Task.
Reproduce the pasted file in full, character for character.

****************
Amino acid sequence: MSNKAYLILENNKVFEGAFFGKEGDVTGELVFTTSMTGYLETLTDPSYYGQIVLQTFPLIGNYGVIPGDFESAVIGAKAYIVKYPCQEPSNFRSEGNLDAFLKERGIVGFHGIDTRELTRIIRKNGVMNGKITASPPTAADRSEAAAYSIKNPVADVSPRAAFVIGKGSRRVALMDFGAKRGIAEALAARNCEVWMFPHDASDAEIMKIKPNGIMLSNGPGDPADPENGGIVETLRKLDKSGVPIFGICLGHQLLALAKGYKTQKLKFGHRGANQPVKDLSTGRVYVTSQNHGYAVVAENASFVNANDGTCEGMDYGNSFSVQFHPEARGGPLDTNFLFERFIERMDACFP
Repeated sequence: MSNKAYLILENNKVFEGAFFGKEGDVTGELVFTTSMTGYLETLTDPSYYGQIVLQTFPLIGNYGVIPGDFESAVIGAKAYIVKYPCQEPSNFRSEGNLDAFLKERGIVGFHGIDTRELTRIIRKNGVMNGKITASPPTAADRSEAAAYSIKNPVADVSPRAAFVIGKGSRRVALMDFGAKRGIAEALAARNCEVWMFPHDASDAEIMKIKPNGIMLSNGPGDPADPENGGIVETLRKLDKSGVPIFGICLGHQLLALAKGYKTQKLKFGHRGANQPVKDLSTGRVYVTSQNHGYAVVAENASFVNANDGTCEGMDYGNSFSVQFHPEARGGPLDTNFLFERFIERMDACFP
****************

Amino acid sequence: MSNKAYLILENNKVFEGAFFGKEGDVTGELVFTTSMTGYLETLTDPSYYGQIVLQTFPLIGNYGVIPGDFESAVIGAKAYIVKYPCQEPSNFRSEGNLDAFLKERGIVGFHGIDTRELTRIIRKNGVMNGKITASPPTAADRSEAAAYSIKNPVADVSPRAAFVIGKGSRRVALMDFGAKRGIAEALAARNCEVWMFPHDASDAEIMKIKPNGIMLSNGPGDPADPENGGIVETLRKLDKSGVPIFGICLGHQLLALAKGYKTQKLKFGHRGANQPVKDLSTGRVYVTSQNHGYAVVAENASFVNANDGTCEGMDYGNSFSVQFHPEARGGPLDTNFLFERFIERMDACFP
Repeated sequence: MSNKAYLILENNKVFEGAFFGKEGDVTGELVFTTSMTGYLETLTDPSYYGQIVLQTFPLIGNYGVIPGDFESAVIGAKAYIVKYPCQEPSNFRSEGNLDAFLKERGIVGFHGIDTRELTRIIRKNGVMNGKITASPPTAADRSEAAAYSIKNPVADVSPRAAFVIGKGSRRVALMDFGAKRGIAEALAARNCEVWMFPHDASDAEIMKIKPNGIMLSNGPGDPADPENGGIVETLRKLDKSGVPIFGICLGHQLLALAKGYKTQKLKFGHRGANQPVKDLSTGRVYVTSQNHGYAVVAENASFVNANDGTCEGMDYGNSFSVQFHPEARGGPLDTNFLFERFIERMDACFP